Doctors are not yet at the point of prescribing two songs and a symphony before bed, but a new study by a Baylor University lab is exploring the potential for integrating music into pain treatment therapies.
Baylor’s Mind-Body Medicine Research Laboratory recently secured a $97,000 National Endowment for the Arts research grant to look at the effect music can have on pain management and sleep for older adults.
The award, one of 15 grants announced this month by the national arts agency, will underwrite a two-year study in which 66 senior adults suffering from chronic low back pain will listen to music on a daily basis and record its effect, if any, on how they feel pain.
Lab director and Baylor psychology and neuroscience professor Gary Elkins said the study may provide some hard numbers for what many already believe: Listening to music can ease pain and stress.
“Music is known to be one of the ways people cope with stress and pain management,” Elkins said. “People listen to music to sleep better. There are even some hospitals with music therapists on their staffs, but there’s not been a lot of research, empirical research, done.”
He hopes the data collected from the study will provide an important next step for future exploration of how music can be used in medical therapies. As the nation addresses opioid addiction, nonpharmaceutical approaches to pain relief are getting more attention.
“Opioids are no longer the first line of intervention,” Elkins said. “We want to find out, does music work? and give some insight into how it works.”
Elkins, whose past research has explored the clinical and therapeutic uses of hypnosis, is joined by Baylor associate music professor Lesley McAllister and Baylor psychology and neuroscience professor Keith Sanford in the team overseeing the study. They bring special skills to the project, he said: McAllister’s grasp of music and Sanford’s experience in biostatistics.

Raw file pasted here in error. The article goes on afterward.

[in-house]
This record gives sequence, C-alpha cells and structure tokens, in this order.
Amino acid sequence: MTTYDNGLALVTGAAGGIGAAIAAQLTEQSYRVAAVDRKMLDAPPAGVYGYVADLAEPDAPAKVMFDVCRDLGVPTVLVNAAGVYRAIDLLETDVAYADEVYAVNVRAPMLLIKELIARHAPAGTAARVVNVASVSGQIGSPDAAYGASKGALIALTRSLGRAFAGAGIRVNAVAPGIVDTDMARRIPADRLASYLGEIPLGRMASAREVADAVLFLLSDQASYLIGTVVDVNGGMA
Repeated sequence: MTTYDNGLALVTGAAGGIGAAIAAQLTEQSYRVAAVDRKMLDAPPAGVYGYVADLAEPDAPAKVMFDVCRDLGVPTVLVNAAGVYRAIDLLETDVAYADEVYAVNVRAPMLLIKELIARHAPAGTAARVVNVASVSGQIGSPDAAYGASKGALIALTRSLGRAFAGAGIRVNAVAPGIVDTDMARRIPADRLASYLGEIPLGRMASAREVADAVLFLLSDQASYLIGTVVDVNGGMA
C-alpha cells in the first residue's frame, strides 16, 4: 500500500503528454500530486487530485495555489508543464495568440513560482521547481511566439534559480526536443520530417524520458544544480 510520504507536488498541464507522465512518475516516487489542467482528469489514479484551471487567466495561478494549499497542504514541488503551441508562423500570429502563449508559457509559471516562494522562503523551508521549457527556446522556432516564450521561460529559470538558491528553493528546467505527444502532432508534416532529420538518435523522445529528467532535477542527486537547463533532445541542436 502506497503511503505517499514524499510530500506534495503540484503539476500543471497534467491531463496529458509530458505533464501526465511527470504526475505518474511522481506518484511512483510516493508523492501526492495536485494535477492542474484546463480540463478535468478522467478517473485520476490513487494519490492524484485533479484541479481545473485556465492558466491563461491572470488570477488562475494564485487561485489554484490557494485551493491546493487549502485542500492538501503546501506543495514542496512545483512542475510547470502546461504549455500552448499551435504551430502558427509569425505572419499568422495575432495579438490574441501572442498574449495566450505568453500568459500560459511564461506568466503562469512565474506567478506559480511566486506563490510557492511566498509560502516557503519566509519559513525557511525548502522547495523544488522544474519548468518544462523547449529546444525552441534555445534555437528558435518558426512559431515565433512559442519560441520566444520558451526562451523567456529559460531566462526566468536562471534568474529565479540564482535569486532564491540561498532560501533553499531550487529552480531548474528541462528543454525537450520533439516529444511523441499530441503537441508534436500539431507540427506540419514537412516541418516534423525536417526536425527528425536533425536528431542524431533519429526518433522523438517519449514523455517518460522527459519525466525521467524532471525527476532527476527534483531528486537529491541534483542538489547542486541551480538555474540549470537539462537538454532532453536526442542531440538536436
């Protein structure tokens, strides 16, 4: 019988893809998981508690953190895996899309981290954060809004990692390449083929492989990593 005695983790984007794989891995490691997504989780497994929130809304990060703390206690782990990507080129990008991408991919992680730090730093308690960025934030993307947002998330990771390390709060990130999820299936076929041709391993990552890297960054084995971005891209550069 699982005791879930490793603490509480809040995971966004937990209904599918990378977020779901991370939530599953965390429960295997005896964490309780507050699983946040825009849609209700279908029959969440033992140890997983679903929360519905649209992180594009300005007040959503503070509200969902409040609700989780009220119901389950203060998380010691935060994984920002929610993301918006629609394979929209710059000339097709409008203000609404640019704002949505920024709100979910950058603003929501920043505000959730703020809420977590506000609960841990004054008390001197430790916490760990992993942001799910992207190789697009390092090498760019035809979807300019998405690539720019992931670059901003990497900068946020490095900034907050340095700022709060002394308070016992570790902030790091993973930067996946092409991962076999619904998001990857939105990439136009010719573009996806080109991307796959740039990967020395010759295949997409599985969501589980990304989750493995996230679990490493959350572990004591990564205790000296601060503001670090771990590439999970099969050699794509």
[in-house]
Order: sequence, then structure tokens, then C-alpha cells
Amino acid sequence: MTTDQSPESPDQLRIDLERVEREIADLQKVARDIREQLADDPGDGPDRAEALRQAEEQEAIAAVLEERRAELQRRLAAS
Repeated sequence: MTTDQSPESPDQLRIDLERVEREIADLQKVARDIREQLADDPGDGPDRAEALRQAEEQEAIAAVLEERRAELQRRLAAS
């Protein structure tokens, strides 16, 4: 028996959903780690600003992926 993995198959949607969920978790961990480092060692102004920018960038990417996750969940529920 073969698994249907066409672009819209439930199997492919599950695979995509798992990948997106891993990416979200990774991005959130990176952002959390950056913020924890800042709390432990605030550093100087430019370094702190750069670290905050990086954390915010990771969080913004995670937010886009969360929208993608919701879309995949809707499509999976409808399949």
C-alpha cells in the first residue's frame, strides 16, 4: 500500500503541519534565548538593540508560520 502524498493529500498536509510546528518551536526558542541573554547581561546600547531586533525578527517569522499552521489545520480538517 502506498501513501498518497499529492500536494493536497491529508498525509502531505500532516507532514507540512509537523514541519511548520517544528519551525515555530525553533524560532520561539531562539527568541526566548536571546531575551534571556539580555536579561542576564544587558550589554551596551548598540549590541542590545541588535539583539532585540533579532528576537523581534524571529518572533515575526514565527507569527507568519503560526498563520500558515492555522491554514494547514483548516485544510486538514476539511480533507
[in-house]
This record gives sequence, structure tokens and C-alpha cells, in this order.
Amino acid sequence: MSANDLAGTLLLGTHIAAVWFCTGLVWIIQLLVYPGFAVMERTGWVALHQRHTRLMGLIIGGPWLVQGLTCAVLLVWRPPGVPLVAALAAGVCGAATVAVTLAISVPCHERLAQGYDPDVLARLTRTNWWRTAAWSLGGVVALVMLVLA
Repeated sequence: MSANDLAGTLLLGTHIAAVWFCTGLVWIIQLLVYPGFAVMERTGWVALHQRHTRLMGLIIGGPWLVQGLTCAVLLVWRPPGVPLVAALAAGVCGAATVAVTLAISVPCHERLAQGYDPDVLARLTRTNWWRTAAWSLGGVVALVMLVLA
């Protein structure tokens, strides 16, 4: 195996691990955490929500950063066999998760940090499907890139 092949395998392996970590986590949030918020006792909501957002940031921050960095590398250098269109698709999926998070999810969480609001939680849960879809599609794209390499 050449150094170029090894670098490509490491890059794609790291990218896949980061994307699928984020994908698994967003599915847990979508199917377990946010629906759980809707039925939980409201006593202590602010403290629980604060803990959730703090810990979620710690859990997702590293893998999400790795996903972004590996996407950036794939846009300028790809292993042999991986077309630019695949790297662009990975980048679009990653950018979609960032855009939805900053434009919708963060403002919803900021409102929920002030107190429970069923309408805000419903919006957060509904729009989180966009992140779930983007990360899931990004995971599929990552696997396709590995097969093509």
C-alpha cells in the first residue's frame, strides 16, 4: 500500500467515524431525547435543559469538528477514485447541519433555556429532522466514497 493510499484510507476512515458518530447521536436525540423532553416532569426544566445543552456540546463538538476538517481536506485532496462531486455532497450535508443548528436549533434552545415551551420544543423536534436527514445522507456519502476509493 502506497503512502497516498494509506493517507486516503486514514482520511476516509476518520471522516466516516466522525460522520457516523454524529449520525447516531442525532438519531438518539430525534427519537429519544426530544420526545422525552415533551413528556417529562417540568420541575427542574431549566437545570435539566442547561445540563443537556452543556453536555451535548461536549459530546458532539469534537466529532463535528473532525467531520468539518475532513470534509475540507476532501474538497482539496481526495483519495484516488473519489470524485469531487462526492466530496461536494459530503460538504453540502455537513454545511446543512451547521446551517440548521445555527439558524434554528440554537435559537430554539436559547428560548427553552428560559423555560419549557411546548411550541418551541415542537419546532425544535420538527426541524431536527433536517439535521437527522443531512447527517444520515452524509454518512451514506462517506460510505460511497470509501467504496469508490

Sanford also plays and composes music on the side.
“We were really excited to find a statistician who’s also a musician,” Elkins said.
The study will use seniors who daily score a 5 or higher on a 10-point pain chart and who have access to a computer. They will be asked to listen to music samples and record their pain levels before and after the music, among other things. They will submit their results from home via telehealth technology, a part of the study proposal that proved necessary with the COVID-19 pandemic severely limiting travel by and access to seniors.
The first round of the study will use Baylor Symphony Orchestra recordings as the music for listening purposes. In later weeks, participants will get to choose the music.
“Music is something that’s highly individualized,” Elkins said. “People know … that music can take them to a different place or give them a different feeling.”
Anyone interested in participating in the study, which starts in August, can call the Baylor Mind-Body Research Lab at 296-0824.